My younger sister and I don’t see eye to eye on politics, but we agree on this: we’re both ready to stop working so darn hard all the time! By working hard, I mean the non-ending projects that distract from the things we want and love to do. For me, my never ending projects center around the farm; picking fruit, making jam, canning and freezing fruit, freezing vegetables, making pickles, tending my flowers and landscaping, caring for my roses, planning meals, cooking supper, cleaning up the cooking mess—I could go on and on—all on top of the typical household chores. I’d rather be writing, painting, playing the ukulele, playing with my granddaughters, having coffee with a friend, taking a walk in the woods or fishing. Especially fishing. I’ll write about that another time.
I inherited the genetics of a long line of overachievers. My ancestors came from England to this continent in 1638, quickly establishing themselves as community leaders. They were farmers, surveyors, statesmen, business owners, and eventually Revolutionary War soldiers. My maternal grandmother, born in 1900, lived and died in Beavercreek township, Dayton, Ohio. She was the first woman to receive her pilot’s license in Ohio, recognized as one of Ohio’s most influential women, and singularly influenced Ohio governor Mike DeWine to enter politics. You couldn’t beat the woman at cards, especially bridge or hearts. Just lay the cards down and concede. My mother also had ants in her pants. We jokingly called her the energizer bunny and even in her nineties she looked for ways to be productive.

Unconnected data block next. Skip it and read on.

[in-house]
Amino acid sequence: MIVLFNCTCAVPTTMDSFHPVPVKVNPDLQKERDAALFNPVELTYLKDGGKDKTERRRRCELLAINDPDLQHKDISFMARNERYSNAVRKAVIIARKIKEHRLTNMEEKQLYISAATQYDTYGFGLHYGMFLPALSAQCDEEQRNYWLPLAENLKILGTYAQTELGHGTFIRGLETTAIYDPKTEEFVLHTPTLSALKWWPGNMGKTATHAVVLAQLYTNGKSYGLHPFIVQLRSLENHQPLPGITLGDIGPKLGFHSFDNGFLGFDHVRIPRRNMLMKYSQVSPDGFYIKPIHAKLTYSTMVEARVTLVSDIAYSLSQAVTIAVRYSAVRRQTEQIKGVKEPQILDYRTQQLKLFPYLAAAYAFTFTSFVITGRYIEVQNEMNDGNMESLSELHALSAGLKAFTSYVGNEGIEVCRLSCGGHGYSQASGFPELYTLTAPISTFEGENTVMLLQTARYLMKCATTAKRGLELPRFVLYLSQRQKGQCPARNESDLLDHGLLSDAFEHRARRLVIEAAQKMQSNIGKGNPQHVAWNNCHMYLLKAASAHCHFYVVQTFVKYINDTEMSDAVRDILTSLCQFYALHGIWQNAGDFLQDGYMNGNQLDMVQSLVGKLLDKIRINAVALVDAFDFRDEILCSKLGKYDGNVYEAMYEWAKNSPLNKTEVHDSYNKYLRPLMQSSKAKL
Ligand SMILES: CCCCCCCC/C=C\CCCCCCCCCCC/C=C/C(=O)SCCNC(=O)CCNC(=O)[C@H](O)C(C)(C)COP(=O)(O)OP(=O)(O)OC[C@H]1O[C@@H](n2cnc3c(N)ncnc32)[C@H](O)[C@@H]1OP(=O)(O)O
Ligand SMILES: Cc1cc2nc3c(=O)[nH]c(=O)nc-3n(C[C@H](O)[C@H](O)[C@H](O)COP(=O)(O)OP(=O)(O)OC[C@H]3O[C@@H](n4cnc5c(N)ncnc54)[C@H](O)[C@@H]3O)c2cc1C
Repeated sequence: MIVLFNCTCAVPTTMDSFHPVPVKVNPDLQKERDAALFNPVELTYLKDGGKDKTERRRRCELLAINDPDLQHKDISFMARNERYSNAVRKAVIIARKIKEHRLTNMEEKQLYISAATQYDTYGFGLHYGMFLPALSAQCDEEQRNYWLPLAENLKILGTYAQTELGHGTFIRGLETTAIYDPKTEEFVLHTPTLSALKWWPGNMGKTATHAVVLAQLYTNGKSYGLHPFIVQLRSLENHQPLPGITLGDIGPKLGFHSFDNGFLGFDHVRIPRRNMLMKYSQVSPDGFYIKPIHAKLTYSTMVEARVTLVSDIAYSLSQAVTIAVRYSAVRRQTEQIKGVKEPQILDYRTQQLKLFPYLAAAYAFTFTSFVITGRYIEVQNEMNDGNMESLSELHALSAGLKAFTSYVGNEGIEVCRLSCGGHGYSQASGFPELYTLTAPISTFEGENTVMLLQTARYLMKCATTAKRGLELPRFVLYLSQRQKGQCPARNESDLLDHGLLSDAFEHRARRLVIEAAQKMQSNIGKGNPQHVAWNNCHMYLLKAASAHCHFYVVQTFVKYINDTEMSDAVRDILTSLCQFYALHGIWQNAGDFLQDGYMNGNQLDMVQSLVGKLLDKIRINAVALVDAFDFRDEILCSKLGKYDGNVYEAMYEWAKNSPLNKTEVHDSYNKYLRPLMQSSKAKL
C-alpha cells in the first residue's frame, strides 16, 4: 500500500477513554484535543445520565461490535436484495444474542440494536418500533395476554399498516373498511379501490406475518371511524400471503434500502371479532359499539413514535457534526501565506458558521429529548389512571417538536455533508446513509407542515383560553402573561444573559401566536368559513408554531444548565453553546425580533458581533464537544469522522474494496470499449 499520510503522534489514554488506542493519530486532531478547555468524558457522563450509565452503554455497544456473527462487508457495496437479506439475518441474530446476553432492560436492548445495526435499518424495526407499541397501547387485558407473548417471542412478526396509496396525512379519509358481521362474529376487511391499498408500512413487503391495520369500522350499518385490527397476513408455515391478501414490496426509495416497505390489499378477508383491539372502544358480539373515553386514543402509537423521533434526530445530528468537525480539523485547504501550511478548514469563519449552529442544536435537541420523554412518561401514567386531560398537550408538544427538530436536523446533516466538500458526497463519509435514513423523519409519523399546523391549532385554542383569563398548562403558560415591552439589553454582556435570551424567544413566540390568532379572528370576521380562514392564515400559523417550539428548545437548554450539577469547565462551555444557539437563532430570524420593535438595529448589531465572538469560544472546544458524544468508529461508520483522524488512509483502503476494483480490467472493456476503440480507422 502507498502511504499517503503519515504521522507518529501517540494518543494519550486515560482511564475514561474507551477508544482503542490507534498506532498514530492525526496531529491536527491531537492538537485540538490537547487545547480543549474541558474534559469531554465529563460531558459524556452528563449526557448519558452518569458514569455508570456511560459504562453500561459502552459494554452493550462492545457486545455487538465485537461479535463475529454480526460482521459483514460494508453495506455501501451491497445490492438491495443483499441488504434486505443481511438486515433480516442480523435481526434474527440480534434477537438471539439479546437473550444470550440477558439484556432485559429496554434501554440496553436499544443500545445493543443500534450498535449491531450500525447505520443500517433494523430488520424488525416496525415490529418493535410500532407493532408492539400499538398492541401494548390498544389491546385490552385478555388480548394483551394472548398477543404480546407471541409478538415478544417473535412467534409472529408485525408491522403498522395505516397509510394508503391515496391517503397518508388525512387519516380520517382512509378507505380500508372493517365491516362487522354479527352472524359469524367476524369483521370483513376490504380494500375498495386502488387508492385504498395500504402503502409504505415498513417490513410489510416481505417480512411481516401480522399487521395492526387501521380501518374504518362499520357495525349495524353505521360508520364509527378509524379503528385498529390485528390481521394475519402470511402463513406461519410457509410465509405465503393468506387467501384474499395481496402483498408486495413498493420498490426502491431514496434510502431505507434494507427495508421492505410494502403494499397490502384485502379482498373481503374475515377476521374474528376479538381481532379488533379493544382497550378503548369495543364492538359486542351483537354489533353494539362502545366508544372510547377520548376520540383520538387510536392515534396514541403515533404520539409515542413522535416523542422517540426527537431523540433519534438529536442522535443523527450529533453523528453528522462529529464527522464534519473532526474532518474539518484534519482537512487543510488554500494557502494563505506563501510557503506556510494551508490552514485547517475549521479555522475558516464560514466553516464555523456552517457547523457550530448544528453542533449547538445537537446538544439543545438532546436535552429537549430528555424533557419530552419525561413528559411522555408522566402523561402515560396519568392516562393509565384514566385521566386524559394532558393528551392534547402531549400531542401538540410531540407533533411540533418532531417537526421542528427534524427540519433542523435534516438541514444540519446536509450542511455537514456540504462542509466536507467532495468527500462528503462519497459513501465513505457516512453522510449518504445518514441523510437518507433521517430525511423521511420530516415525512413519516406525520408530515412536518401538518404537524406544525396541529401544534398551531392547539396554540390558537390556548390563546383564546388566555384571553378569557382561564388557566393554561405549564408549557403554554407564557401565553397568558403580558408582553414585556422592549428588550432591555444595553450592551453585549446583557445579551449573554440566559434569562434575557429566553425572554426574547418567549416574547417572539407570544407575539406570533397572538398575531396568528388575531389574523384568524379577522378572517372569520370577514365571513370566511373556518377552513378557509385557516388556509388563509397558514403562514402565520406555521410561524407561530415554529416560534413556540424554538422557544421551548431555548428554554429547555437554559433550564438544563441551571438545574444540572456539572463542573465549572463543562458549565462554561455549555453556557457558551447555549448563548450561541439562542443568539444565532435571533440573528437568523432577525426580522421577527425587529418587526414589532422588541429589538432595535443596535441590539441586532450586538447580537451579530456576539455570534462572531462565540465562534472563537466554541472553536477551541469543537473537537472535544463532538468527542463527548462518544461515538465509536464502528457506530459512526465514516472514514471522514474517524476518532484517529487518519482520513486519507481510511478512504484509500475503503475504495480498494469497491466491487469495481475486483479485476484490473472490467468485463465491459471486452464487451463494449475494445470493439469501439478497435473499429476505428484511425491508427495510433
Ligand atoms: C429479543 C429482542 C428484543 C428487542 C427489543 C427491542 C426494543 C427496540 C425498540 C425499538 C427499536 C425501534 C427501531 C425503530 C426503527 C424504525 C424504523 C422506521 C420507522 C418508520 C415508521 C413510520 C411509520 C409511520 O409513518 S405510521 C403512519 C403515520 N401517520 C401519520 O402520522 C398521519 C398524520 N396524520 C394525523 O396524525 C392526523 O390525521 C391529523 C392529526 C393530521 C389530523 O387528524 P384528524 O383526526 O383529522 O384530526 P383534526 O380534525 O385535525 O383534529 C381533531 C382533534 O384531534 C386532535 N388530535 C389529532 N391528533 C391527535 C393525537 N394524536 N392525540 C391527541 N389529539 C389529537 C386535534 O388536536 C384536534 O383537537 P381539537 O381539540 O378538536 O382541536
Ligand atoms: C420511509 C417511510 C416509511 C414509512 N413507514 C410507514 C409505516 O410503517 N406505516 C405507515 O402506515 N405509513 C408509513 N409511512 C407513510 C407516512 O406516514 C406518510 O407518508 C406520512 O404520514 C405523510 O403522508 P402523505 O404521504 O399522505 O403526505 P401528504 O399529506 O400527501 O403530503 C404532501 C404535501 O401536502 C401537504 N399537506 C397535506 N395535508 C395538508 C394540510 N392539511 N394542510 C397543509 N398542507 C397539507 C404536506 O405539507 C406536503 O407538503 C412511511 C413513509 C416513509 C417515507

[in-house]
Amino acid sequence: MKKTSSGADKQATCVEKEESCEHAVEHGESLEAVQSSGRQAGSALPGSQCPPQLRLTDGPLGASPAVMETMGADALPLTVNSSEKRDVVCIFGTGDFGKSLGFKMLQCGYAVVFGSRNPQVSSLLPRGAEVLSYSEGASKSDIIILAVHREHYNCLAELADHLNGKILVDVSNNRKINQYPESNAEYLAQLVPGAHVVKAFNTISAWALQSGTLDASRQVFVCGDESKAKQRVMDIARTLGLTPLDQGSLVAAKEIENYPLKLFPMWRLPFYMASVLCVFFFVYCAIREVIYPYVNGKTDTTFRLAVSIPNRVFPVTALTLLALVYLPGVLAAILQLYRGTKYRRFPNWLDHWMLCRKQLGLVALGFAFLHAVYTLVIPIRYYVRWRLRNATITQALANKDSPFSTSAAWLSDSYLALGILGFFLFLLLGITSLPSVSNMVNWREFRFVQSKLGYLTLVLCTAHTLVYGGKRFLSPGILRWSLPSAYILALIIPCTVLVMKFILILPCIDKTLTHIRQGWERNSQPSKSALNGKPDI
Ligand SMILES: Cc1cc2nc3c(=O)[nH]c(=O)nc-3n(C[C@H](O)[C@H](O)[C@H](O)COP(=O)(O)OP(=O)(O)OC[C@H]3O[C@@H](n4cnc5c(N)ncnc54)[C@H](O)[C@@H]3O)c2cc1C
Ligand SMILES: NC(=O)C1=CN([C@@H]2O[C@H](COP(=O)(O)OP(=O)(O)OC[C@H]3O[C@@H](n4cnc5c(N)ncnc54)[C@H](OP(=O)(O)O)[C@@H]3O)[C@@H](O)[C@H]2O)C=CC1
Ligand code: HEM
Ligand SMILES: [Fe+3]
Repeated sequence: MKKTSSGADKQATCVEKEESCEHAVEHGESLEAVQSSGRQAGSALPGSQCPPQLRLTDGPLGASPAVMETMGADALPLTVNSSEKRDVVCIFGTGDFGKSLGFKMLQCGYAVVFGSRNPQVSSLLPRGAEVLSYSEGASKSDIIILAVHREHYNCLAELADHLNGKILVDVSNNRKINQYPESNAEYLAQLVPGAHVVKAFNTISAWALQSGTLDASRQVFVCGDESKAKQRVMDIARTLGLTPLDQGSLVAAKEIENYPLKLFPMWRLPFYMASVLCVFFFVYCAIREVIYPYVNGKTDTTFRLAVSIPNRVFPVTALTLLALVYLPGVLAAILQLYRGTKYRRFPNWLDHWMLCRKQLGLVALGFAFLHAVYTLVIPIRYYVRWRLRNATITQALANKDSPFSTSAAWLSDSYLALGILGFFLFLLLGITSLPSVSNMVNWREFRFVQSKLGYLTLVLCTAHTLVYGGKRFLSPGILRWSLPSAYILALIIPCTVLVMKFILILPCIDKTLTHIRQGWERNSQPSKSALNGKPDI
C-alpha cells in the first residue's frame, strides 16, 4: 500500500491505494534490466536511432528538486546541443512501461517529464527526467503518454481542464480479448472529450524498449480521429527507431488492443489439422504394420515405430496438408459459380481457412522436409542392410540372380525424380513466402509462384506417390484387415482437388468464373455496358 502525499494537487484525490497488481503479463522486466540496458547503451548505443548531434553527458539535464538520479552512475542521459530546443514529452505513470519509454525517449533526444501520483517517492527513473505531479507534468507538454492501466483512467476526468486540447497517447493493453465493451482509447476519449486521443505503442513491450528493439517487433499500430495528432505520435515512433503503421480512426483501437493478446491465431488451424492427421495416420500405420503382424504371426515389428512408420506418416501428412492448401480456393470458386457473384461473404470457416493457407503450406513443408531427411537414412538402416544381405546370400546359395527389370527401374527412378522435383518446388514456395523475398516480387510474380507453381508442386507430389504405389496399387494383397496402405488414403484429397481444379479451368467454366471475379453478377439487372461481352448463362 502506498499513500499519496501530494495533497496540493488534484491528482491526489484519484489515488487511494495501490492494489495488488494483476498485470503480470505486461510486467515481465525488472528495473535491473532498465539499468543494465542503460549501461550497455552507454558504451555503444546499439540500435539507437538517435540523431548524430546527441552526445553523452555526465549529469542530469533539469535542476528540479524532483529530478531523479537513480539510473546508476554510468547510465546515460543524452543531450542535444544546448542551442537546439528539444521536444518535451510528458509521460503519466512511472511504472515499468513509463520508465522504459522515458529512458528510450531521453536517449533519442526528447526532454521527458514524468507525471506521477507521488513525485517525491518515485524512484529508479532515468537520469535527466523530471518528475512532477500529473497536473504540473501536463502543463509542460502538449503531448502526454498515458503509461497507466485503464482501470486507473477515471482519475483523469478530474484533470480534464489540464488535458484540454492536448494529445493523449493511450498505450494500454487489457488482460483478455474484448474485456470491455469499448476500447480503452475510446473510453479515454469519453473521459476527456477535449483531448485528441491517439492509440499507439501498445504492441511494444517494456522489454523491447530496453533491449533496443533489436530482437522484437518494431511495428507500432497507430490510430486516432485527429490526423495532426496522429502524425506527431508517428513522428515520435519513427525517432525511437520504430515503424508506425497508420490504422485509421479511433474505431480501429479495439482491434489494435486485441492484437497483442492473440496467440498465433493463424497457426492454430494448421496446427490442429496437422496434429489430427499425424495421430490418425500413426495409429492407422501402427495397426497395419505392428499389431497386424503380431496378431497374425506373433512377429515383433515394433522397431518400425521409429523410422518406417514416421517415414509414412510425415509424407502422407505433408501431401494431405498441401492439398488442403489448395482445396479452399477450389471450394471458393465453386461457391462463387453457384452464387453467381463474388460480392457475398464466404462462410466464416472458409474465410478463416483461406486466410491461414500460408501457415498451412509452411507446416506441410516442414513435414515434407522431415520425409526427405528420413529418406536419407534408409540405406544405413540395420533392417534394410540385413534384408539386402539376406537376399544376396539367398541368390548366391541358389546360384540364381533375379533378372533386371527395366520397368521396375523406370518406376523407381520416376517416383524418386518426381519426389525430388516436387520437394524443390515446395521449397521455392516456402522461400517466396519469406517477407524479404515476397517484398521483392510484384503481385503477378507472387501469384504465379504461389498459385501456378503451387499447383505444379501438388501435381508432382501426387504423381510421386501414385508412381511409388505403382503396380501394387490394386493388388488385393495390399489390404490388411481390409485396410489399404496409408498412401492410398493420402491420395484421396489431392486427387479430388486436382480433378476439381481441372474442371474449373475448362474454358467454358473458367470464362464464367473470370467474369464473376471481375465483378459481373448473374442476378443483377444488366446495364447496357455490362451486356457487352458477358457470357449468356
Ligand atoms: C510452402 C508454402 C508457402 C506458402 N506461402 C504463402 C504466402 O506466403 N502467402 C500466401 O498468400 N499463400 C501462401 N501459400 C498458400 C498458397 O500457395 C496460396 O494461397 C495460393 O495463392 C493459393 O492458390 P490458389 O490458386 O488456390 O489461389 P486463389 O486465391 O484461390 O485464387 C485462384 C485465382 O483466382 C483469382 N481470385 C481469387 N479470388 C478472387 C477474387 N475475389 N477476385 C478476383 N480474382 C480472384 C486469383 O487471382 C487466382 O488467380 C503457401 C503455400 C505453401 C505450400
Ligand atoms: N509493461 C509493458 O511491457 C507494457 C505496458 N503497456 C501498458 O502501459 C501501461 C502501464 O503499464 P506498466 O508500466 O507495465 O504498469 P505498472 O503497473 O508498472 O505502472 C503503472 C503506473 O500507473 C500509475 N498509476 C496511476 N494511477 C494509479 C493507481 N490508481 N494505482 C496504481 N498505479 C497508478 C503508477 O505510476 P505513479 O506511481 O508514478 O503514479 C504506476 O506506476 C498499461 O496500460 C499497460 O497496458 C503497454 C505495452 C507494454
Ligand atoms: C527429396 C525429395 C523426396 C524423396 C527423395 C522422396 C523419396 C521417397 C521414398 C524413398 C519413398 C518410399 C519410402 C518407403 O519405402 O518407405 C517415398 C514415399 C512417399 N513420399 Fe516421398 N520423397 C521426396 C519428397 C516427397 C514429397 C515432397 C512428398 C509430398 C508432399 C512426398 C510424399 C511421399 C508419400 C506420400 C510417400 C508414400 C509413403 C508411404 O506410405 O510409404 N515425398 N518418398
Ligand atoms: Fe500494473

I guess projects are part of who I am although I’m working hard (no oxymoronic pun intended) on cutting back. It isn’t easy to let go of six decades of ingrained patterns, but I do enjoy life more when I prioritize what needs to be done and what I want to do. I’m reminded, “It is vain for you to rise up early, to lie down late, to eat the bread of sorrows” (Proverbs 127). I’m not entirely sure of the idiomatic context, but I think it speaks to those of us who tend to burn the candle at both ends. What possible good can come from constantly working only to find we’ve sadly missed the joy of living and eaten a plate full of sorrows? Even so, I will be making dilly beans today. And cleaning house. Sigh.
There are times and seasons of life. I am lucky to have lived long enough to experience different seasons. Our winter residence in Florida has given Ron and I a place to lay aside the constant work that has thus far defined our lives and experience new adventures. We’ve made friends from different backgrounds and various interests. We regularly take our boat out on the ocean to catch dinner. Often, we’re lucky enough to be able to share our catch with our neighbors in the condo complex where we seasonally reside. We are living the dream in that environment. I increasingly find it harder to leave Florida and look forward more to being there. Enjoying life, I've found, is addictive.